ONE moment we are wearing lifejackets and swimming for our lives with an umbrella strapped to our backs and the next it’s so hot you could fry an egg on Uncle Bernard’s bald patch.
Temperatures are soaring to the heady heights of more than 28 Centigrade (83F) and ordinary people are developing a yo-yo complex.
They just don’t know whether they are coming or going with miserable, cold and blustery weather one week and scorching conditions the next.
Current weather favours blazing sunshine, so that means gardeners wearing knotted handkerchiefs on their heads can be seen hauling cans of water about drenching vegetables and flowers to stop them from wilting in the heat.
All those brimming water butts are not so brimming now and many gardeners are having to dive into their sheds and rummage about for the garden hose ready for when butts run dry.
You wouldn’t have given a bent penny for the chance of seeing that a few weeks ago, but the dramatic change is not just affecting gardeners but beach life as well.
Barely a fortnight ago you needed a thick winter anorak to risk walking along Weymouth seafront in Dorset, grey clouds scudding overhead as a gusty wind whipped sand or a light drizzle into the faces of those hardy enough to be out for a bracing stroll.
The beach was virtually deserted then but the current heatwave has brought thousands out on to the sands to worship the sun and get a nice third degree burn tan.
The range of beachwear is startling from the Victorian full body costume complete with fake handlebar moustache jokingly worn by one man to postage stamp bikinis worn by young women as they ran squealing into the sea.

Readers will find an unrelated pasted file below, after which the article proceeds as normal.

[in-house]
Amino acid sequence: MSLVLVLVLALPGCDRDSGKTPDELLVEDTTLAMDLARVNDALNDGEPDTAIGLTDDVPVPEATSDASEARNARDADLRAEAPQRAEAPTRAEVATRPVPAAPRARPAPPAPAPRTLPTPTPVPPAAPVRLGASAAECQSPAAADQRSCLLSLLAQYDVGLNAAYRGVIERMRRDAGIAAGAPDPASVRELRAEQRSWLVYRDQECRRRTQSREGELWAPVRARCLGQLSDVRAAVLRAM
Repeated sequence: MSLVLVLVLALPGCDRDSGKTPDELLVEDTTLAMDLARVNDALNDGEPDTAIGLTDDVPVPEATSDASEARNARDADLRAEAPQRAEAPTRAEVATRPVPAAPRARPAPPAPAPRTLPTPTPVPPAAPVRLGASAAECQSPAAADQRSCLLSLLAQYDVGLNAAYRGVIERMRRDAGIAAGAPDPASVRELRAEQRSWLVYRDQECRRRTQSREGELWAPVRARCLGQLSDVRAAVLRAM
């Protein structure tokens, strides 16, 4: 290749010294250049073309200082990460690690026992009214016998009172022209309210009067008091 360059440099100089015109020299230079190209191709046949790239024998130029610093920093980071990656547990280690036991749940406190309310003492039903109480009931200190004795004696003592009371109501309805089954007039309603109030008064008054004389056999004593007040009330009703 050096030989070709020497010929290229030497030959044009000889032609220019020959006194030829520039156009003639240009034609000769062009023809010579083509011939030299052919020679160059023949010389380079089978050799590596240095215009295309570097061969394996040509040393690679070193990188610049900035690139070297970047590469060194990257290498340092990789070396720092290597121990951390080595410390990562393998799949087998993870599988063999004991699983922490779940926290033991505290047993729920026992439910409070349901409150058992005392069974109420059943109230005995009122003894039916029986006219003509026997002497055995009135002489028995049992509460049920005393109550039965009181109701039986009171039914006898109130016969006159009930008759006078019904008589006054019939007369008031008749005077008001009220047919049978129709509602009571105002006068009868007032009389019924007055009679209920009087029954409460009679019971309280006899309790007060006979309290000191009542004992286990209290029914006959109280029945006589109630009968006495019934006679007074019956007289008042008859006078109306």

There were Panama hats dotted here and there, long legged shorts decorated in everything from tigers to tomatoes, sedate one piece suits for the more genteel lady and extravagant flounced affairs for women whose waistline had gone further south than Portland Bill.
It was all there to see, men’s physiques ranging from Hercules through Mr Ordinary to Could-do-Better and women’s vital statistics coming in three sizes – eggcup, teacup and Challenge Cup.
And through it all runs the quintessential characteristic which makes the English what they are – that little bit of strangeness.
When it was freezing cold, miserable and summer was just a myth you could still see perky gents out shopping in shorts and open-toed sandals and when the sun beat down you could still see people wearing thick jackets, top button undone of course. There are limits.
All that remains now is to look forward to winter which will probably be cold with variable amounts of rain, cloud, sleet, snow, hail, fog, frost…..and sunshine.
Which bits we get and when is in the lap of the Gods, but we’re ready for anything the elements can throw at us because we’re English and weather is in our blood.